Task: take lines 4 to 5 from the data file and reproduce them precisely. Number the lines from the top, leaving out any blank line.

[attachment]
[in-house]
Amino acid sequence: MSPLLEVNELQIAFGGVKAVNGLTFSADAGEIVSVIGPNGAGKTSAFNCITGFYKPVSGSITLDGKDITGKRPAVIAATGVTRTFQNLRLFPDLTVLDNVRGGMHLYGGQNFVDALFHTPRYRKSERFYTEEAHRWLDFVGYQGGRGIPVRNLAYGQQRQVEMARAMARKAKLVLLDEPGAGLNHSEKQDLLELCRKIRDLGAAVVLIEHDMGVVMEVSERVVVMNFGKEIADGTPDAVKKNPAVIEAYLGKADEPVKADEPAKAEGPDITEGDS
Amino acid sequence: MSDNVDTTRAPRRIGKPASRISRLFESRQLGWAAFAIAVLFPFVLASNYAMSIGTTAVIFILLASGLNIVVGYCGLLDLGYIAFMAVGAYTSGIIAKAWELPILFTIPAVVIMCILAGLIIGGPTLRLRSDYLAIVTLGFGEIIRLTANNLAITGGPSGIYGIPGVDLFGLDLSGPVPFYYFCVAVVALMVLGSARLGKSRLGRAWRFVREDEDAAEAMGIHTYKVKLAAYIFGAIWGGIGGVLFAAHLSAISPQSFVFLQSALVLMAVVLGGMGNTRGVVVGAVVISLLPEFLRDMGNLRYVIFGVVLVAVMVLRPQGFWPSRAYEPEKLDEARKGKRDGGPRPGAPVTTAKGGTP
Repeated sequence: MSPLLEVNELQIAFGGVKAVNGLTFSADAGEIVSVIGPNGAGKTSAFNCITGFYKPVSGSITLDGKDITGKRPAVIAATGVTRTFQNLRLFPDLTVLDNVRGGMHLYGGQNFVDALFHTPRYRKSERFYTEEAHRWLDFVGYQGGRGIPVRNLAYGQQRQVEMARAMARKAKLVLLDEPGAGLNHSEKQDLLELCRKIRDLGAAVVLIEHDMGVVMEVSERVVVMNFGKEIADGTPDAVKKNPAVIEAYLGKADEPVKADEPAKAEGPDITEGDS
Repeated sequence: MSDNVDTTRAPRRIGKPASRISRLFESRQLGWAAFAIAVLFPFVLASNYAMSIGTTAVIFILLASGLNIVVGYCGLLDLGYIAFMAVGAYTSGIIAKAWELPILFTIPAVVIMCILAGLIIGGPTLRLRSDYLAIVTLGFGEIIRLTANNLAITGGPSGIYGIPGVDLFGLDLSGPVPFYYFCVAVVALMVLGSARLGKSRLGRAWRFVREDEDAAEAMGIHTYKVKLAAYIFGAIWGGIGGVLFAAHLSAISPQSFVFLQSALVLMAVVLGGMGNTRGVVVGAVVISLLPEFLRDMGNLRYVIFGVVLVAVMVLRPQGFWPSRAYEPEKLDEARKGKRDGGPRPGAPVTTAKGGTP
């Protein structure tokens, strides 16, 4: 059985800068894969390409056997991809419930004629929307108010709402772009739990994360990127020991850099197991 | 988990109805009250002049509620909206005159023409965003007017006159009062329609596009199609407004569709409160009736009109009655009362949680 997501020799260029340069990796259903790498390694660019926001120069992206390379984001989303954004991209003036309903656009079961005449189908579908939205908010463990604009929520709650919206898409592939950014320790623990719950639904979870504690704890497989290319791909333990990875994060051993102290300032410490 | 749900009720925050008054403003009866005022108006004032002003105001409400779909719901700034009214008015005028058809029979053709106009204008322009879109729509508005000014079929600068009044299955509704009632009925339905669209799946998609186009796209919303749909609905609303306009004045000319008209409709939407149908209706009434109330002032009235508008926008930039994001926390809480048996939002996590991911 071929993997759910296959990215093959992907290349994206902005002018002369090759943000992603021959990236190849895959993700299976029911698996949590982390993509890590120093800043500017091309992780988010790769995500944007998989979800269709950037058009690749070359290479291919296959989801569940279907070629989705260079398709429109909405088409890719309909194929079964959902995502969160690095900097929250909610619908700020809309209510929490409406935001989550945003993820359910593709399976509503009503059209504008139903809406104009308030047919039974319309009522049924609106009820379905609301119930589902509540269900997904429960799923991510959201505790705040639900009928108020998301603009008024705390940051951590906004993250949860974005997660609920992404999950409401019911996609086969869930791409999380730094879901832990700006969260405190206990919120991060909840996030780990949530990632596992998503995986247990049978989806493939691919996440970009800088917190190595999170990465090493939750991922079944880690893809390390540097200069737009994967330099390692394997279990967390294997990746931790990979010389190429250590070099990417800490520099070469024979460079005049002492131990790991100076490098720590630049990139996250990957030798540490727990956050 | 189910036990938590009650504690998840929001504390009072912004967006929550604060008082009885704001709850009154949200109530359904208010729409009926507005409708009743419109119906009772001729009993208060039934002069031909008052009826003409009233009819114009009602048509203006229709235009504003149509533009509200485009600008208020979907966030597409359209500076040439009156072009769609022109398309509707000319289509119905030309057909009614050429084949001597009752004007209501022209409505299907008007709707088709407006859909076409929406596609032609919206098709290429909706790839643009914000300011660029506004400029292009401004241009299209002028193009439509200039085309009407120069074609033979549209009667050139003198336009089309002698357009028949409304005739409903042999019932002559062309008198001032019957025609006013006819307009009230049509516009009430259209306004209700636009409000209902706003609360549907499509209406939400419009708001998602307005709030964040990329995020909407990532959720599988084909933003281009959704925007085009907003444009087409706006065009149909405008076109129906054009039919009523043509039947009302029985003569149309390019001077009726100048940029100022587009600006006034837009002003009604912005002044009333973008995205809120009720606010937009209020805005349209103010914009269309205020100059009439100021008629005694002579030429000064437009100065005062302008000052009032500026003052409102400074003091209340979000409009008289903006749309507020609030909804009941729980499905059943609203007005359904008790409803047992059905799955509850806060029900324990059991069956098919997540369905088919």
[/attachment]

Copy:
Repeated sequence: MSPLLEVNELQIAFGGVKAVNGLTFSADAGEIVSVIGPNGAGKTSAFNCITGFYKPVSGSITLDGKDITGKRPAVIAATGVTRTFQNLRLFPDLTVLDNVRGGMHLYGGQNFVDALFHTPRYRKSERFYTEEAHRWLDFVGYQGGRGIPVRNLAYGQQRQVEMARAMARKAKLVLLDEPGAGLNHSEKQDLLELCRKIRDLGAAVVLIEHDMGVVMEVSERVVVMNFGKEIADGTPDAVKKNPAVIEAYLGKADEPVKADEPAKAEGPDITEGDS
Repeated sequence: MSDNVDTTRAPRRIGKPASRISRLFESRQLGWAAFAIAVLFPFVLASNYAMSIGTTAVIFILLASGLNIVVGYCGLLDLGYIAFMAVGAYTSGIIAKAWELPILFTIPAVVIMCILAGLIIGGPTLRLRSDYLAIVTLGFGEIIRLTANNLAITGGPSGIYGIPGVDLFGLDLSGPVPFYYFCVAVVALMVLGSARLGKSRLGRAWRFVREDEDAAEAMGIHTYKVKLAAYIFGAIWGGIGGVLFAAHLSAISPQSFVFLQSALVLMAVVLGGMGNTRGVVVGAVVISLLPEFLRDMGNLRYVIFGVVLVAVMVLRPQGFWPSRAYEPEKLDEARKGKRDGGPRPGAPVTTAKGGTP